When you’re trying to elevate your training intensity or improve your race time, side stitches are the last thing you want. Also referred to as running cramps, side stitches are usually felt in the abdomen and can range from mildly uncomfortable to completely debilitating. While they are sometimes unpredictable, below are four ways you can minimize your chance of sustaining unwanted side stitches.
Manage Your Eating Schedule
When you run, blood flow is diverted from your stomach and other digestive organs to your muscles. This physiological response is critical for performance, but it slows down digestion and can cause cramps.
Cheryl Zonkowski, University of Florida football nutrition director, recommends eating an easy-to-digest meal two to four hours before activity. It should include 50 percent carbs, a moderate amount of protein and limited fat. Then, 15 to 20 minutes before activity, eat a few simple carbs [e.g., fruit, crackers and pretzels] for fast-acting energy that doesn't weigh down your stomach.
It's also important to have a carefully-planned drinking schedule for sustained hydration and to avoid excess fluid sloshing around in your stomach. Follow these guidelines from Zonkowski for proper pre-game and training hydration.
Warm-Up and Stretch
Warming up prepares the body for exercise by activating muscle groups, elevating heart rate and redistributing blood flow necessary for performance. Don't shock your body with sudden activity. If you start running without any preparation, cramps could result.
Perform a dynamic warm-up to activate your muscles with athletic movements. Use stretches that target cramp-prone areas. Former Navy SEAL Steve Smith of Military.com suggests performing Side Twists and Side Leans. Raise your arms overhead and lean to the left and right.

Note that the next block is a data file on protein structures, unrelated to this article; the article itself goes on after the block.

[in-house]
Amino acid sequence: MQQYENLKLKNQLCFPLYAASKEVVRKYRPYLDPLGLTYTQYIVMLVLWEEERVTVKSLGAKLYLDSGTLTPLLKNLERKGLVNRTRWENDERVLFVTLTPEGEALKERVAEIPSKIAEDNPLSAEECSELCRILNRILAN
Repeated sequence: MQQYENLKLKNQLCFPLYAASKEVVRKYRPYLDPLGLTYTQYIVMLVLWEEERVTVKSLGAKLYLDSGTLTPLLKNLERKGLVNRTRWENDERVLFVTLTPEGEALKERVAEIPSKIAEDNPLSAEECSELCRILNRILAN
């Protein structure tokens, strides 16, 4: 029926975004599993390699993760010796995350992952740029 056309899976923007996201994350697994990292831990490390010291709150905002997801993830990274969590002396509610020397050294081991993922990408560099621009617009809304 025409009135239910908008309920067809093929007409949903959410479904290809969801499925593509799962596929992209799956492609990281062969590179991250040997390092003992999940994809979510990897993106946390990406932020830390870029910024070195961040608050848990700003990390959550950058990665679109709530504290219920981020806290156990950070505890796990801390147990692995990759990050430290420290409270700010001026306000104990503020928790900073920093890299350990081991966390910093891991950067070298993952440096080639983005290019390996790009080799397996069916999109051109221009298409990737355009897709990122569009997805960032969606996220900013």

Strengthen the Core
Your lower body does most of the work when you run, but don't ignore your core. The core helps stabilize the trunk and spine for an upright position, balance and smooth stride while running.
One of the best ways to avoid cramps is to strengthen your core. This prepares your muscles to withstand the forces they encounter when you run while reducing fatigue and overuse.
Don't perform ab exercises only. Focus on the entire core to build a strong and stable foundation. Check out Core Exercises to Boost Your Power for info on how to develop total core strength.
The above suggestions will help you fend off side stitches. But if you do experience cramps, there are a few steps you can take to ease the pain.
The true cause of side stitches remains a mystery. It's possible that trunk ligaments that connect the diaphragm [the primary muscle responsible for breathing] to other organs may fatigue. CorePerformance.com recommends taking slow deep breathes to relax these ligaments, massaging the area, slowing down and stretching with exercises similar to the warm-up, holding for two seconds with three to five reps.